Paris: [Izdanie "Ob"edineniia russkikh pisatelei i artistov"], 1942. Octavo (26.5 × 18 cm). Original printed wrappers; 15,  pp. About very good.
Rabidly anti-semitic pamphlet published during the height of World War II by a Russian exile in Paris, most likely published under a pseudonym, as we are unable to find any information about Aleksandr Pokrovskii. From the pamphlet emerges that the author was a Russian Orthodox, a former officer of the Imperial Army and veteran of the White Army, who first came to believe in a wordwide Jewish conspiracy in 1905 while still a student and remained convinced that the B'nai B'rith Lodge was to blame for all of the subsequent political upheavals. Published with great difficulty, the Russian version was apparently preceded by a French translation published in 1941, which appears to have been largely confiscated.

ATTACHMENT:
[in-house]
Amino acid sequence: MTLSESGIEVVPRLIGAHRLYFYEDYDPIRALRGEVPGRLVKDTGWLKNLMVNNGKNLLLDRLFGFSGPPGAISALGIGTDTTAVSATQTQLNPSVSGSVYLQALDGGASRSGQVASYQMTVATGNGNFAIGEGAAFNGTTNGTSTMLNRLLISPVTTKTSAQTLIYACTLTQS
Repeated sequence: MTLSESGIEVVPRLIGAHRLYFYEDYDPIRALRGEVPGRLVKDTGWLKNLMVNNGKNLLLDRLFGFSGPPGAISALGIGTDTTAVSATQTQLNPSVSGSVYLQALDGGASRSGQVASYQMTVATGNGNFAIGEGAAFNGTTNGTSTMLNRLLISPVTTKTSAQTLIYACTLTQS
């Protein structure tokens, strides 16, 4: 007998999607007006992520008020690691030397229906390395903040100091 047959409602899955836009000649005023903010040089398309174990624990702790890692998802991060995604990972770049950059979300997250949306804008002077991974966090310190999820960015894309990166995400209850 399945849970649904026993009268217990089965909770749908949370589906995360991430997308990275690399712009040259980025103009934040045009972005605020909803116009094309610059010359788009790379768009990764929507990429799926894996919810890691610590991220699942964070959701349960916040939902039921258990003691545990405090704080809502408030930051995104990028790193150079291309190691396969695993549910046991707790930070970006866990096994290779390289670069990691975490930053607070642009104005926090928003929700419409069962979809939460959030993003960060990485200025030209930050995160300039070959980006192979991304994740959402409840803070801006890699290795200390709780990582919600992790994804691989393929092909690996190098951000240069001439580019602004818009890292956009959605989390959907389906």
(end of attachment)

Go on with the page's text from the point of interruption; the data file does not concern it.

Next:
B'nai B'rith is a Jewish international organization founded by twelve German Jewish immigrants in New York in 1843, with the purpose of promoting tolerance, humanity, and welfare. The author sees its activities as underlying such events as Roosevelt's declaration of war, the murder of Petr Stolypin, or the battle at Tsushima. He also considers Marx and Engels to have been high-ranking Freemasons. Pokrovskii is also concerned with the activities of Russian members of Masonic lodges in exile, such as the writers Mikhail Osorgin, A. Amfiteatrov, Mark Aldanov, and Iurii Terapiano. Needless to say, he was a fervent supporter of the politics of Adolf Hitler and of the Vichy Regime.
A particularly extreme specimen documenting anti-semitic prejudices and conspiracy theories among the Russian Far Right in exile.
As of January 2021, KVK, OCLC only show the copy at Bayerische Staatsbibliothek.
Book ID: 51233